Back Pay Award Reinforces Importance of Notifying USCIS Upon H-1B Worker Termination or Resignation
An administrative law judge (ALJ) recently upheld a Wage and Hour Division complaint against an employer who failed to notify U.S. Citizenship & Immigration Services (USCIS) that it had terminated an H-1B worker. Significantly, the ALJ found that although the termination had occurred in 2008, the wage and hour complaint was timely filed in 2010. Wage complaints must be brought by an employee to the United States Department of Labor (DOL) within one year of the alleged wrongful behavior. The ALJ found that the failure to meet the H-1B wage promises is a continuing violation and thus, so long as the employee contacts DOL within one year of the last date on which the employer failed to meet its H-1B wage promises, the complaint is timely.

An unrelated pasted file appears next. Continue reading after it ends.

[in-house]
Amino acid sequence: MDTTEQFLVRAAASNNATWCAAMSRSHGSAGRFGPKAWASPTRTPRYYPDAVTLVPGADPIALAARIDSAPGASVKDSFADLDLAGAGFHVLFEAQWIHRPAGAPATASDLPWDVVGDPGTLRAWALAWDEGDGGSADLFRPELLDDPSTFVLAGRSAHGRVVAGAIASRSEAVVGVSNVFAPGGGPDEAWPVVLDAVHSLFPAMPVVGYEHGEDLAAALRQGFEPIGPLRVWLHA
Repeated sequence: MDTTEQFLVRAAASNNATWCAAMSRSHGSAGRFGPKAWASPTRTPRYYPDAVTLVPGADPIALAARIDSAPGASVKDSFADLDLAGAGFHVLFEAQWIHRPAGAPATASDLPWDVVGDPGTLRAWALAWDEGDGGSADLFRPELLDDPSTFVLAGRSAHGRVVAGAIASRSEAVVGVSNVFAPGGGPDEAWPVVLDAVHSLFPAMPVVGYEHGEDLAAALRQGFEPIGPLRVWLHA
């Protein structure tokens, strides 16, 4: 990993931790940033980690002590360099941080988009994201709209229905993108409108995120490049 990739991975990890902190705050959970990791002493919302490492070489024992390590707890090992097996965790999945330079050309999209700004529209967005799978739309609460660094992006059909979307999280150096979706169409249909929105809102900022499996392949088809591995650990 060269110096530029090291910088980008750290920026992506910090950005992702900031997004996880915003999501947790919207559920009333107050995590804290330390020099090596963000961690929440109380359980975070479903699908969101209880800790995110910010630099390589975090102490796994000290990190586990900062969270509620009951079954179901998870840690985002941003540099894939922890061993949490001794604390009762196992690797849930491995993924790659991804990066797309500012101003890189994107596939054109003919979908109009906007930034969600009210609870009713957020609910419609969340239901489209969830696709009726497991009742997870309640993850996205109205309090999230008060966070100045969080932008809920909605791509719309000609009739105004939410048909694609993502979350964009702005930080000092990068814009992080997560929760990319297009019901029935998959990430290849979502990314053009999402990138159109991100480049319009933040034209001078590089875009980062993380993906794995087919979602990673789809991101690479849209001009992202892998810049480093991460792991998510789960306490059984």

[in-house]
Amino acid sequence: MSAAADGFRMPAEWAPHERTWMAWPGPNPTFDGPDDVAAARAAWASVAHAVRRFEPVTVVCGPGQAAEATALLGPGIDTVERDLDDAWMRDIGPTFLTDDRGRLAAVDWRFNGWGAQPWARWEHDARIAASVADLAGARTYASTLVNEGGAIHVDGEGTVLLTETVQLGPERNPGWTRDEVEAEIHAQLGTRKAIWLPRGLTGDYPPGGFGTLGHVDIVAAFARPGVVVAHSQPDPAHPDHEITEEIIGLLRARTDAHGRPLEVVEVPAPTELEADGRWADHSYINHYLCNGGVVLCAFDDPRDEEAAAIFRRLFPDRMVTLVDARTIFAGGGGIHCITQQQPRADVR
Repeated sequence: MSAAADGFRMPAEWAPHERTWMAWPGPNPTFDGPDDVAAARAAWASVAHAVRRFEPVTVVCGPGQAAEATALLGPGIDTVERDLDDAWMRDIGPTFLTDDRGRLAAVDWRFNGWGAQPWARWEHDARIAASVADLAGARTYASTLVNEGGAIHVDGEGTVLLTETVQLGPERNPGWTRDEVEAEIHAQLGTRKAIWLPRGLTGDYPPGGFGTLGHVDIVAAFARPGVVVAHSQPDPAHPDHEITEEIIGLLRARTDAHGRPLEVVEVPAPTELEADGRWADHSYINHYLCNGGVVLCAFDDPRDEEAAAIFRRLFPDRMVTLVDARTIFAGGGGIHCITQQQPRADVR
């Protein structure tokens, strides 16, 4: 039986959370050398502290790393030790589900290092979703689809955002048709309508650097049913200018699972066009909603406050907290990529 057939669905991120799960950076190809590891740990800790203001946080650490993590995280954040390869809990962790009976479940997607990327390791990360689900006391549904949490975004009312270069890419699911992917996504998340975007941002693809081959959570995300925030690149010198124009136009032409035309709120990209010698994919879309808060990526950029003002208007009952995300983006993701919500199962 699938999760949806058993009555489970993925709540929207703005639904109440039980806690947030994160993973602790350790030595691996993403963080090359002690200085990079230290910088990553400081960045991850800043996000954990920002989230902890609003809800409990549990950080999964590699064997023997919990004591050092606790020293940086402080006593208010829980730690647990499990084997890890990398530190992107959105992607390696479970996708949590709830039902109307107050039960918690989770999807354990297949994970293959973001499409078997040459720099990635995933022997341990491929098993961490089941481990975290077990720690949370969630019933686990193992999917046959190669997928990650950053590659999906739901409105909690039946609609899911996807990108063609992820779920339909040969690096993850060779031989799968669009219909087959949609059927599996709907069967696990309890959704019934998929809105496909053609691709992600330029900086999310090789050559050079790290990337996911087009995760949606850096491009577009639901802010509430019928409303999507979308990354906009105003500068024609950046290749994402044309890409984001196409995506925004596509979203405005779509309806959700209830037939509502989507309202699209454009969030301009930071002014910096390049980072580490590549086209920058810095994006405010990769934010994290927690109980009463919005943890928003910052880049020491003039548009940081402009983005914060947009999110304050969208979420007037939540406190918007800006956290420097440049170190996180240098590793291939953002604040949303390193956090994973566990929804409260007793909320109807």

The employer, ME Global, Inc., was ordered to pay $182,943 in back wages. The ALJ found that while the termination definitely occurred in November 2008, the employer failed to effect a bona fide termination under immigration regulations by not providing notice of the terminated employment relationship to USCIS. The ALJ rejected the employer’s argument that a bona fide termination under other employment law principles sufficed. Instead, the ALJ determined that because the employer had not notified USCIS, the employer had merely “benched” the employee rather than terminated him under the regulations governing the H-1B program. As a result, the employer was liable for back wages. The case is In the Matter of: Administrator, Wage and Hour Division v. ME Global Inc., 2013-LCA-00039.